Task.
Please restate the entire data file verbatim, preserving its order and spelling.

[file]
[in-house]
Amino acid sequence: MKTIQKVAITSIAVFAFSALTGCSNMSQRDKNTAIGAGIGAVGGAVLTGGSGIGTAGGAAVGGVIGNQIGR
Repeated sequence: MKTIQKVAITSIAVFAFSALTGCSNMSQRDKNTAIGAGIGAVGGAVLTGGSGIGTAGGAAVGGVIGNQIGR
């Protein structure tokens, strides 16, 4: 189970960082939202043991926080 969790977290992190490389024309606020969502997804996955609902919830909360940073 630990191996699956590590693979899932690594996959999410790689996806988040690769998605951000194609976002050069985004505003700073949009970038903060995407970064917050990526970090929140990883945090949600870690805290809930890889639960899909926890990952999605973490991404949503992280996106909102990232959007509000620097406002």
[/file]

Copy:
[in-house]
Amino acid sequence: MKTIQKVAITSIAVFAFSALTGCSNMSQRDKNTAIGAGIGAVGGAVLTGGSGIGTAGGAAVGGVIGNQIGR
Repeated sequence: MKTIQKVAITSIAVFAFSALTGCSNMSQRDKNTAIGAGIGAVGGAVLTGGSGIGTAGGAAVGGVIGNQIGR
């Protein structure tokens, strides 16, 4: 189970960082939202043991926080 969790977290992190490389024309606020969502997804996955609902919830909360940073 630990191996699956590590693979899932690594996959999410790689996806988040690769998605951000194609976002050069985004505003700073949009970038903060995407970064917050990526970090929140990883945090949600870690805290809930890889639960899909926890990952999605973490991404949503992280996106909102990232959007509000620097406002």